barley from the unusually wet crop of 1987 in Sweden. The study did
    not attempt to correlate the ochratoxin A content in feed and blood
    (Holmberg  et al., 1990).

         Blood samples obtained from 279 herds of pigs slaughtered at 9
    slaughterhouses in Sweden were analyzed for ochratoxin A. In total,
    14% of the pigs had levels of ochratoxin A > 2 ng/ml blood. The
    highest level found was 215 ng/ml blood (Hult  et al., 1992).

    2.2.2  Long-term toxicity/carcinogenicity studies

    2.2.2.1  Rats

         Groups of Fischer F344/N rats (80/sex/group) were administered
    ochratoxin A by gavage in corn oil at 0, 21, 70 or 210 g/kg bw/day, 5
    days/week for 103 weeks. Renal carcinomas were found in 16/51 male
    rats dosed with 70 g/kg bw/day and in 30/50 dosed with 210 g/kg
    bw/day; no carcinomas were found in the lower dose groups. In female
    rats, renal carcinomas were less common with 0/50, 1/50 and 3/50
    animals showing carcinomas at low, mid and high dose. Renal adenomas
    were found in all groups of male rats, increasing in frequency with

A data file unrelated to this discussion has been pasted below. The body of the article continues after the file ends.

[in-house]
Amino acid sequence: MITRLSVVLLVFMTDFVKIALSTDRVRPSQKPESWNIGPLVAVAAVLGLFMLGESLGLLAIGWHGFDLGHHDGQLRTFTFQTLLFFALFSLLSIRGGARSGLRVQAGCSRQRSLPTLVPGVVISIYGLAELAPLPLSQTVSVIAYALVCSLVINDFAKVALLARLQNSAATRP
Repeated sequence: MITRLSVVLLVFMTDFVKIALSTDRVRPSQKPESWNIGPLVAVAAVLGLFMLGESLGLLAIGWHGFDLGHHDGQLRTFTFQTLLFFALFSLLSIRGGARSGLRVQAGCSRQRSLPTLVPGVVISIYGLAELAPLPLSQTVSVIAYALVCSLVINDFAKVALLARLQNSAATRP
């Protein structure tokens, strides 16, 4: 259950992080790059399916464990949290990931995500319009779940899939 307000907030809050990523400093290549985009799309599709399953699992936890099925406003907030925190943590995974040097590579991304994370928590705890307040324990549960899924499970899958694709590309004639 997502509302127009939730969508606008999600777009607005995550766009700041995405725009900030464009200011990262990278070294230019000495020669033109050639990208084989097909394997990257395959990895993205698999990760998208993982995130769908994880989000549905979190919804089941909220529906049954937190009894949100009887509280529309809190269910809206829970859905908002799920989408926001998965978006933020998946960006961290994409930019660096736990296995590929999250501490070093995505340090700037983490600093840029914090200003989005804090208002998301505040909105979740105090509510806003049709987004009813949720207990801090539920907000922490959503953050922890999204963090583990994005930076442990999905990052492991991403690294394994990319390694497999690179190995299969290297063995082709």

increasing doses. In the female rats, renal adenomas were only found
    in the two highest dose groups. Fibroadenomas in the mammary gland
    were found in 45-56% of treated female rats, a significantly higher
    percentage than in the control group (NTP, 1989; Annex 1, reference
    94).

    2.2.3  Special studies on the male reproductive system

         An  in vitro study using isolated testis interstitial cells of
    gerbils indicated that ochratoxin A inhibited testosterone secretion
    (Fenske & Fink-Gremmels, 1990).

         Male rats treated by gavage with 289 g/kg bw ochratoxin A every
    second day for up to 8 weeks, showed a two-fold increase in testicular
    content of testosterone, and an accumulation of premeiotic germinal
    cells as measured by increases in alpha-amylase, ALP and gamma-GT
    enzyme activities in testis homogenate. All of these effects were
    indicative of a disturbance of the spermiogenesis (Gharbi  et al.,
    1993).

    2.2.4  Special studies on embryotoxicity/teratogenicity

         Quantitative assessment of neurons and synapses was performed in
    ochratoxin A-induced microcephalic mice at 6 weeks of age. The mice
    were derived from pregnant females treated intraperitoneally with 3 mg
    ochratoxin A/kg bw on day 10 of gestation. The somatosensory cortices
    of treated mice had fewer synapses per neuron compared to controls
    indicating reduced dendritic growth (Fukui  et al., 1992).